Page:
Becoming customer-centric doesn’t just happen. It begins with a vision which, over time, becomes a fully-immersive reason for and way of doing business. It’s more than an initiative—it’s a business discipline—a way of life within a brand. Here are five key areas that serve as building blocks for infusing customer centricity into your brand.
Vision: A vision is not simply a mission statement; it should specifically tie to your brand’s promise and guiding values. It should be clearly defined and communicated to employees and understood—and expected—by customers. When you have a clear vision, you’re more likely to follow through, and more importantly, you’re motivated to improve.
Executive Commitment: In an ideal world, customer-centric culture and business practices begin at the top. In fact, researchers and analysts believe that if the CEO is not leading the CX conversation, then a company will never become a CX leader and reap the related benefits. CX professionals need to build a compelling business case that supports executive goals so that the relationship between CX success and the bottom line is evident.
People: Once you define your vision, it must be infused across hiring, training, coaching, and professional development to build and nurture a customer-centric culture for the long run. Your vision should help define the specific behaviors and traits of employees required to deliver on the brand promise. This means shifting hiring practices from a skill-based to a personality-fit mindset so you can hire within the scope of your company’s CX vision.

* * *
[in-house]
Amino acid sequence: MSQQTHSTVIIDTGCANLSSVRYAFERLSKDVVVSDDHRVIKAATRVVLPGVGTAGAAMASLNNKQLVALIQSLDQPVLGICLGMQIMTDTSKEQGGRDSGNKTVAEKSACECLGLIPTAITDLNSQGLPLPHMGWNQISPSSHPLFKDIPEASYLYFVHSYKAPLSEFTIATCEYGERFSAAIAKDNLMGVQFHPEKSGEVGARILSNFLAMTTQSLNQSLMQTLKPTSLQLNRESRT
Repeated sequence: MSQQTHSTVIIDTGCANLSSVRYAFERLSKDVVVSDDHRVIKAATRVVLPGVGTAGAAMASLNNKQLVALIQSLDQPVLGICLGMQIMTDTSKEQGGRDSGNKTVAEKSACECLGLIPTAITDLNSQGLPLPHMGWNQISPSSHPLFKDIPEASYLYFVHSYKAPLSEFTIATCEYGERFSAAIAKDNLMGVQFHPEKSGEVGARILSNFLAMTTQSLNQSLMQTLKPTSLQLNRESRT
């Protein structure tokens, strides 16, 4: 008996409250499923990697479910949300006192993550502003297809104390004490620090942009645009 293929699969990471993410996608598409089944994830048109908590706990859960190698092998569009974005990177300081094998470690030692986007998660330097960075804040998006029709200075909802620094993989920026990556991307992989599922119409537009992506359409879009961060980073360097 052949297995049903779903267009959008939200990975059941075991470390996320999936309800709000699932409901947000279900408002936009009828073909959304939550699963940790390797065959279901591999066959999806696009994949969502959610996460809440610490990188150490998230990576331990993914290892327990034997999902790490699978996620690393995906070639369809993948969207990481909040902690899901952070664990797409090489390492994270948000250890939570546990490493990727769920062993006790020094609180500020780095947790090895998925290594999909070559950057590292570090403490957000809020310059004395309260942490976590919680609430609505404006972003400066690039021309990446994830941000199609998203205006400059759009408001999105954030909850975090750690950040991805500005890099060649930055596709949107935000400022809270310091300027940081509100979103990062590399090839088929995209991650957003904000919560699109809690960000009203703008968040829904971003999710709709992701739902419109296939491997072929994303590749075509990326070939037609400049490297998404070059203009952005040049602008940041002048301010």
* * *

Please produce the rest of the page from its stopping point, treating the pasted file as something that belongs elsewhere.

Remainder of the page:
Environment: Maintaining a customer-centered company takes a comprehensive commitment, and incentives that match those objectives. Find ways to recognize people for upholding the brand’s promise and reward those who continually strive to improve the customer experience. Also, design KPIs, track net promoter score, and establish communication and recognition programs to reinforce the message that you both hear and heed employee contributions.
Communication: A vision is only effective as the way it is communicated throughout the organization, and to the world. Internally, discuss expectations, listen to the voice of the customer, list challenges, and recognize successes constantly.. There must be continuous follow up and clear, consistent communication to all employees.
Externally, publicly state and provide updates to investors, analysts, media, and other external stakeholders regarding CX efforts and their impact on the business. This not only brings you credit where it’s due and ensures future accountability, but helps attract the right kind of employees—and customers—to your business.
Cultivating CX-centric DNA is not only essential to creating lasting relationships with your customers, but it is also a foundational pillar for a successful CX Strategy.
This post was originally published on InMoment.com here